The Senate Republicans’ sweeping bill to shield businesses from coronavirus-related liability includes significant proposals that would protect employers from a range of workplace laws while also attempting to enact what some call “radical” tort reform.
The bill’s safe harbor provision would immunize employers from lawsuits or enforcement actions connected to the virus under seven federal employment laws, including those that prohibit job bias, govern wages, and mandate minimum safety standards.
Both employers and job candidates have come to consider culture, and culture fit, as important elements when making or accepting offers. But in a world where much hiring is taking place remotely—often via video conferencing and tools like Zoom and Skype—how can companies adequately convey their culture? It’s a challenge that many HR professionals have taken on, and they have important insights to share.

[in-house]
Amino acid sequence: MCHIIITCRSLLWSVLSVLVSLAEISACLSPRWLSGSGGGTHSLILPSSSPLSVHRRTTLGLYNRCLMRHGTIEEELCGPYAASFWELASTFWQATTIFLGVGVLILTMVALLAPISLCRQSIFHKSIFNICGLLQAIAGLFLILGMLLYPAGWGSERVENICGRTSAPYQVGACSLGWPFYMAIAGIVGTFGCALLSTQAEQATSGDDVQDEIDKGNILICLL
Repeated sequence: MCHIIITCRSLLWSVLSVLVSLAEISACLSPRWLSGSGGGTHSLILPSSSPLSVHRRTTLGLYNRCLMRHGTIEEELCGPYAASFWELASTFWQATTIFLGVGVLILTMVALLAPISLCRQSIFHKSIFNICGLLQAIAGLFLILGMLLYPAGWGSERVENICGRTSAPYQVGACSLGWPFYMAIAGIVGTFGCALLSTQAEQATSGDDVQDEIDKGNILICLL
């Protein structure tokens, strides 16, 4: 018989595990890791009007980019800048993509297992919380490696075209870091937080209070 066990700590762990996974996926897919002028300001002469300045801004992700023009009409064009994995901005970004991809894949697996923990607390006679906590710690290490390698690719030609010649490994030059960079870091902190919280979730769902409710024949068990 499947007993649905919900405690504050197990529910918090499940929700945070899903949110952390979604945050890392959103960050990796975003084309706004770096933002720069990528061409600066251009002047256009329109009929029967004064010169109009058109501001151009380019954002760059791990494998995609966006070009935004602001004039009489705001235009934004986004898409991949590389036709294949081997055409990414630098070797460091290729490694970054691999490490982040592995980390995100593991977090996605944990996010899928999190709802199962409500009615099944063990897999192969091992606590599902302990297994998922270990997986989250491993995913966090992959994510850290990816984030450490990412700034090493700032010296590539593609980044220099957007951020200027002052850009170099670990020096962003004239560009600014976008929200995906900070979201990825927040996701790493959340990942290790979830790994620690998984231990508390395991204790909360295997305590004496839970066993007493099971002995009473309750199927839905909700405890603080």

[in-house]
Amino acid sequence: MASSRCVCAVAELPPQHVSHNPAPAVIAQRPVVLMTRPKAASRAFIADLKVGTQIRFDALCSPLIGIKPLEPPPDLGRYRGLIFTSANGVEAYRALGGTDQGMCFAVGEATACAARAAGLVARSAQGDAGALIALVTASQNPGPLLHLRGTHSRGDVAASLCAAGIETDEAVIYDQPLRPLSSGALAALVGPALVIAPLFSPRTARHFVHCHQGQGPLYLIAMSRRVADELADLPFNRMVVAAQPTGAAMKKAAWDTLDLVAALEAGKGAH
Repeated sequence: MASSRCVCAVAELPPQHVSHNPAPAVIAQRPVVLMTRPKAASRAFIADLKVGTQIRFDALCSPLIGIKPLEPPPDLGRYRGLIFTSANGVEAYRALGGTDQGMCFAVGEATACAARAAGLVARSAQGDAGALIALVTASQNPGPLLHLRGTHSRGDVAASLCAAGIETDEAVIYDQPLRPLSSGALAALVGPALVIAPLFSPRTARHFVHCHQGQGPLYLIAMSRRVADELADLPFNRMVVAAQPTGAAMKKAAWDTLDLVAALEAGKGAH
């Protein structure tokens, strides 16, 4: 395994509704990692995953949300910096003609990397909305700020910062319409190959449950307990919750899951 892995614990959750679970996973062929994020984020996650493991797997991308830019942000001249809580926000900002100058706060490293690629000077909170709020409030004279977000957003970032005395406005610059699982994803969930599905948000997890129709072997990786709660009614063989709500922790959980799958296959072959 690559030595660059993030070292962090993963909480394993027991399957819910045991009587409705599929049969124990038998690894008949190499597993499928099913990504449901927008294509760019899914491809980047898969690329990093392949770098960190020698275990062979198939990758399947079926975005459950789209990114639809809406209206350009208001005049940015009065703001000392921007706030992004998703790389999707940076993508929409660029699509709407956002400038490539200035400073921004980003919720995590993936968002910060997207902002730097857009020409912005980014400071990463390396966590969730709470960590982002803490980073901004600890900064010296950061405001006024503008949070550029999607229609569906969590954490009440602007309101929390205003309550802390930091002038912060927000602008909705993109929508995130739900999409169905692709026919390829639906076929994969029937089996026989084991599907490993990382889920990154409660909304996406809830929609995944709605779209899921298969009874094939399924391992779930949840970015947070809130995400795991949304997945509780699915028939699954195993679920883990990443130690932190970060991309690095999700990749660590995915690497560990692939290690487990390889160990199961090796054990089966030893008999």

Peter Voogd talks about the importance of letting potential employees know what to expect if they’re hired. This includes telling them what to expect from your company, both short- and long-term, and what their first 30 days will look like financially, emotionally and physically. Incongruent expectations, Voogd explains, cause employees to lose trust in you.
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